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Lethal familial protracted diarrhoea
  1. D C A Candy,
  2. V F Larcher,
  3. D J S Cameron,
  4. A P Norman,
  5. J H Tripp,
  6. P J Milla,
  7. J R Pincott,
  8. J T Harries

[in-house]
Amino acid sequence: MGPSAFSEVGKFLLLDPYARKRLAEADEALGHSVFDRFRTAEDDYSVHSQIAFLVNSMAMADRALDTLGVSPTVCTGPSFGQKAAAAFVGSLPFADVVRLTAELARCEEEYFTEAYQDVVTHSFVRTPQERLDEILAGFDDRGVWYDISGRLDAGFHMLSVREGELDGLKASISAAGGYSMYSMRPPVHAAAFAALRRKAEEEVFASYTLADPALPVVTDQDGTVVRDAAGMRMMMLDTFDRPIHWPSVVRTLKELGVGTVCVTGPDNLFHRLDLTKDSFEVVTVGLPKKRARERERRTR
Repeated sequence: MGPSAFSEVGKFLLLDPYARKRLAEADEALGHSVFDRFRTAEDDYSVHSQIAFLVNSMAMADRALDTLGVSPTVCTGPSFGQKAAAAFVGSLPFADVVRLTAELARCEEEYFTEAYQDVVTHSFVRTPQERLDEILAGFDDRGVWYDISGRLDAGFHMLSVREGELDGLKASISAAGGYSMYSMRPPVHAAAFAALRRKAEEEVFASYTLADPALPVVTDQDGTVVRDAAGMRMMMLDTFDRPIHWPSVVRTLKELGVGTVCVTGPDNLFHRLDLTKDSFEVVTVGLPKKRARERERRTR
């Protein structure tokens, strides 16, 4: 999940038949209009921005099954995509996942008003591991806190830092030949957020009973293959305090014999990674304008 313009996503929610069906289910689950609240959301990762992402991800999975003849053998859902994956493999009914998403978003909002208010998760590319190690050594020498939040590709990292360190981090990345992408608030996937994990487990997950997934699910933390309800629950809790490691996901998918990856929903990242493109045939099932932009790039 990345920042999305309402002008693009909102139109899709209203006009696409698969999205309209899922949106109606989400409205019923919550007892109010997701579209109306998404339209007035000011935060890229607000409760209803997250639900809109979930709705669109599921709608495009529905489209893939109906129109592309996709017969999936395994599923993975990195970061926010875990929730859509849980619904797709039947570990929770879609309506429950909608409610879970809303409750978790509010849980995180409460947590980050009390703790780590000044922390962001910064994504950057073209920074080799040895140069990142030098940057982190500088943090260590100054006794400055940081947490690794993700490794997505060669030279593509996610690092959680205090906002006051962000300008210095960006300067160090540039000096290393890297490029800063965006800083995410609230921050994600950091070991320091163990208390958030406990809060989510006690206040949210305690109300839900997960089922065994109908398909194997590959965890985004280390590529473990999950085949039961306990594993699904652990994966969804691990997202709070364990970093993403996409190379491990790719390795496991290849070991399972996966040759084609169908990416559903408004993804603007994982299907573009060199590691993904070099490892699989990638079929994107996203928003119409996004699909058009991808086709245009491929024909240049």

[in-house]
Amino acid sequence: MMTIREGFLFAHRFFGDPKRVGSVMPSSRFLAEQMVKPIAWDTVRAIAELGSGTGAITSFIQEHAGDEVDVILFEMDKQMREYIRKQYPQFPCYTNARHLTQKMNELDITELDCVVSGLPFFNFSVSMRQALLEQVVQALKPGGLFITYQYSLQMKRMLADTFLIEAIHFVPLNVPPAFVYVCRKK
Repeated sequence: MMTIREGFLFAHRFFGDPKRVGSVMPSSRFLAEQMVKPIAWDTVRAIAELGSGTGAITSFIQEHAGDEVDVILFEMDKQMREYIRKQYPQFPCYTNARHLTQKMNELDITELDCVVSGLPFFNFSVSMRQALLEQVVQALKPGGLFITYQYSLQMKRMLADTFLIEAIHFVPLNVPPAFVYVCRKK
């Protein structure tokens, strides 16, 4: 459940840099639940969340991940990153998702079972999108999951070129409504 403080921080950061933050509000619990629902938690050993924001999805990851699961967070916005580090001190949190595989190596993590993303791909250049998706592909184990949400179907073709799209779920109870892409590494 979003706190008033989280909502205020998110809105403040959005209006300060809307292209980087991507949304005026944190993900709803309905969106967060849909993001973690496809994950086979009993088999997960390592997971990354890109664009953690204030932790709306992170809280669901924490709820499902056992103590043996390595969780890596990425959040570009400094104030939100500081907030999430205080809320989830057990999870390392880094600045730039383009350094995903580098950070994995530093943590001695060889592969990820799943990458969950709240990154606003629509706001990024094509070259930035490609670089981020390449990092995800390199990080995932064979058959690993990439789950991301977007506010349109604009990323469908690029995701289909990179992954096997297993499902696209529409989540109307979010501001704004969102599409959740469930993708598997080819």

24 children with severe protracted diarrhoea from 10 families, in which at least one sibling was affected, are reported. In two families the siblings were from 1st-cousin marriages, in one family both parents had unaffected children from previous marriages, and in another family the mother had a normal daughter from an earlier marriage. The onset of the diarrhoea was on the first day of life in 12 infants, some time during the first 17 days in 10, and at 13 weeks and 1 year 6 days in the remaining two. In each case the diarrhoea was `cholera-like'. Investigations failed to show any of the established causes of protracted diarrhoea and 21 (87·5%) infants died after an illness that had lasted between 12 days and 6 years 38 weeks, despite periods of prolonged intravenous feeding and the administration of a wide variety of pharmacological agents. The 2 patients who recovered appeared to do so spontaneously. 14 (58%) had associated extra-gastrointestinal or gastrointestinal-related anomalies. Steady-state perfusion studies were performed in the proximal jejunum of 2 patients, and in the colon of one. In both cases the jejunum was in a net secretory state with respect to water, glucose absorption was markedly reduced, and the transmural potential difference was also depressed; in one of these patients fructose absorption was also reduced, and in the other colonic function appeared to be normal. These studies suggest that the diarrhoea resulted from small intestinal secretion overwhelming the reabsorptive capacity of a normally-functioning colon. Although this series of lethal protracted diarrhoea does not represent a single disease entity, the familial pattern suggests an autosomal recessive mode of inheritance for at least one of the conditions.

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